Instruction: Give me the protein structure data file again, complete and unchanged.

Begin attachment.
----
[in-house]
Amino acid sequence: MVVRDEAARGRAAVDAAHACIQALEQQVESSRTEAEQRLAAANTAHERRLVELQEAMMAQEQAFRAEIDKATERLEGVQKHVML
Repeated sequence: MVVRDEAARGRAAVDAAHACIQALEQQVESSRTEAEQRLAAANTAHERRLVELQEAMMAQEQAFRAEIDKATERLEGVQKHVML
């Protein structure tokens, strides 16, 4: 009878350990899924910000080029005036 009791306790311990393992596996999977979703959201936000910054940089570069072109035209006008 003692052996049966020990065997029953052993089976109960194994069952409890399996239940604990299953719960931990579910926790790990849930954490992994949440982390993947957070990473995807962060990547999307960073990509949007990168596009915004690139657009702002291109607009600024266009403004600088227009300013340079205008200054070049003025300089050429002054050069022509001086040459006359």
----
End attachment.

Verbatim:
[in-house]
Amino acid sequence: MVVRDEAARGRAAVDAAHACIQALEQQVESSRTEAEQRLAAANTAHERRLVELQEAMMAQEQAFRAEIDKATERLEGVQKHVML
Repeated sequence: MVVRDEAARGRAAVDAAHACIQALEQQVESSRTEAEQRLAAANTAHERRLVELQEAMMAQEQAFRAEIDKATERLEGVQKHVML
């Protein structure tokens, strides 16, 4: 009878350990899924910000080029005036 009791306790311990393992596996999977979703959201936000910054940089570069072109035209006008 003692052996049966020990065997029953052993089976109960194994069952409890399996239940604990299953719960931990579910926790790990849930954490992994949440982390993947957070990473995807962060990547999307960073990509949007990168596009915004690139657009702002291109607009600024266009403004600088227009300013340079205008200054070049003025300089050429002054050069022509001086040459006359």